Learning in school for kids who have learned hard lessons outside the classroom is a trickier enterprise than it is for those who arrive loved, fed, and prepared to learn.

It is for these students, the shaggy ones, whose clothes may not be as clean or hair as well kempt, whose voices might not be clear and whose eyes may be averted, that great teachers matter the very most. It is for these students that school must be more than a place of books and computers, maps and memorization. For all students, and especially for these, school must be a place where students can be inspired to see possibility, articulate their dreams, and find the safety and sense of home that allows them to discover their curiosity and write their own futures.

The paths to that promised land are many and the guides diverse. The history teacher who introduces his students to Sojourner Truth, the math teacher who shows her students the power of numbers, and the science teacher who opens up the world of biology (which is life) with two swift slices on a frog’s belly all have the potential to infect students with a passion for learning. It’s a disease one never wants cured.

The art teacher’s pastels, the computer teacher’s code, and the band teacher’s sousaphone are all tools that can be put in a student’s hands and used to build a bright future.

Teachers and schools can nurture those dreams of incredible futures, and do so every day. Purposefully and passionately, with humor, caring, and devotion, teachers create a place in their students’ hearts where hope, that thing with feathers, can perch upon the soul.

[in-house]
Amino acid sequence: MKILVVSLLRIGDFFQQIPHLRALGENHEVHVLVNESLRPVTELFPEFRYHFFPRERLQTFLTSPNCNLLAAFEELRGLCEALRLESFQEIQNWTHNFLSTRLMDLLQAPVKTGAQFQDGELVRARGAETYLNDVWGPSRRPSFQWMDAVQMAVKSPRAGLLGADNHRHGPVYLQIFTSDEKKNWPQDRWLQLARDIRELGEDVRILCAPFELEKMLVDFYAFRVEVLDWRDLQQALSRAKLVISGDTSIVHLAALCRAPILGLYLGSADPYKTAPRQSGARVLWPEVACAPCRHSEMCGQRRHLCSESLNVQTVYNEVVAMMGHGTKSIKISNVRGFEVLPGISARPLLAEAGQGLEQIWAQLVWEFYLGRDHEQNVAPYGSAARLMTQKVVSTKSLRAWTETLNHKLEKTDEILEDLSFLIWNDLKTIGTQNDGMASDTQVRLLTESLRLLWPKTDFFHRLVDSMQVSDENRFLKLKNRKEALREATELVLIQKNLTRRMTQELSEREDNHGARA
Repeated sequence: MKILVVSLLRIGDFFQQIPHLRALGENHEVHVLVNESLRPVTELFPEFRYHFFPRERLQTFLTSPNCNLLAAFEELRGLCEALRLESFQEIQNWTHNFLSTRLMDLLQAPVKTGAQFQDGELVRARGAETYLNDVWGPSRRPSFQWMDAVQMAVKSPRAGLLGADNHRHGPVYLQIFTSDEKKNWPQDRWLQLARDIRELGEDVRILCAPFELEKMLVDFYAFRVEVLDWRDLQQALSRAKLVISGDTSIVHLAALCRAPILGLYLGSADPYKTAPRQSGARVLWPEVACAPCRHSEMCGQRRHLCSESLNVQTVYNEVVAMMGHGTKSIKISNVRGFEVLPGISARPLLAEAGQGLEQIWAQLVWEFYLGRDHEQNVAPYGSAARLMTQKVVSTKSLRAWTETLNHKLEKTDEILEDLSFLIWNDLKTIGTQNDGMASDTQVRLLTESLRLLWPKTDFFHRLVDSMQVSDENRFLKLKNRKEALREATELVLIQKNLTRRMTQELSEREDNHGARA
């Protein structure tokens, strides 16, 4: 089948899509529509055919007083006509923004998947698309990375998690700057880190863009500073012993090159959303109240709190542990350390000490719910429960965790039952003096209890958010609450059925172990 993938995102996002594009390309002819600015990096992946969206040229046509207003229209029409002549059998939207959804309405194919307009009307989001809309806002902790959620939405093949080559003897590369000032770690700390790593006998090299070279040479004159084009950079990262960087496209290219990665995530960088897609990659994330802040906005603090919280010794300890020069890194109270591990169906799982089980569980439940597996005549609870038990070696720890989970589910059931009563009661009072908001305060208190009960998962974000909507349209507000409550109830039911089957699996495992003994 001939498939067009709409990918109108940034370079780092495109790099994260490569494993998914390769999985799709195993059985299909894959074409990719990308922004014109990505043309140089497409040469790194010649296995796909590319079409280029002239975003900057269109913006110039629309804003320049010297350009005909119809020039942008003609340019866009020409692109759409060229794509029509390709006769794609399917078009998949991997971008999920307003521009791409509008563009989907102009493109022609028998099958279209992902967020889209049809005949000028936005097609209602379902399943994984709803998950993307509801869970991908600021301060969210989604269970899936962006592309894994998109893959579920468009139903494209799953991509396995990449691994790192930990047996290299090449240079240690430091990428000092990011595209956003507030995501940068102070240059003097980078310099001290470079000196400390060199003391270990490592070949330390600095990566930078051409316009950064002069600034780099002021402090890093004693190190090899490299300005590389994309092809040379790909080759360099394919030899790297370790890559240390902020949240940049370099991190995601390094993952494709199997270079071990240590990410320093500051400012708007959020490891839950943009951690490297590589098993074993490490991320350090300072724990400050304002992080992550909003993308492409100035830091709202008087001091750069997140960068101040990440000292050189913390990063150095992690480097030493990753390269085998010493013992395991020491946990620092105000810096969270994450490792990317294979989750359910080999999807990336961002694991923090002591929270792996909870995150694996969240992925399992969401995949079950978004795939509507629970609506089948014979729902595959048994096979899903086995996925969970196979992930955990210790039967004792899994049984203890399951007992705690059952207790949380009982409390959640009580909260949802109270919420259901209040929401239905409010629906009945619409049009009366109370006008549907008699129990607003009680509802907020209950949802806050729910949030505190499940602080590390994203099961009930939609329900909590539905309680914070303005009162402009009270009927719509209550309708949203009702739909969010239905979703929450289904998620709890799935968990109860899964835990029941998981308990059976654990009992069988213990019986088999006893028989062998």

“I am that gadfly which God has attached to the state, and all day long and in all places am always fastening upon you, arousing and persuading and reproaching you. You will not easily find another like me, and therefore I would advise you to spare me.”  -Socrates

photo (36)God bless the gadflies.

As a philosophy major, I came of intellectual age reading about Socrates. Plato’s Apology held a spot on my bedside table, and I knew the theoretical importance of questioning the status quo. I took this to my work when I became a teacher. Seldom a pain (I hope), and never afraid to ask questions, in my years in the classroom I like to believe that the questions I asked helped to make the schools where I worked better places.

I’m a principal now, and theory has been replaced by practice. I find myself the state that Plato wrote about, and am at my wisest when I embrace those around me who nip at my proverbial mane.

It’s not always easy.

Not long ago an administrator I respect was kidding me about some questioning I was handling around an issue at my school. It wasn’t anything life altering, but emotions were high, and a resolution was as yet unfinished. “Doesn’t it bug you?” he asked. I didn’t let him see any exasperation I might have felt; irritation is a quality best ironed out of the fabric of leadership. “Every oyster,” I told him, “needs a little sand to make a pearl.”

And I meant it. One of the biggest challenges of leadership is making the theoretical practical, of taking what we know to be true and applying it to the work that we do. Those who question us and the decisions we make, have the capacity to help us see things differently, entertain different points of view, and either set upon a better option, or strengthen our resolve.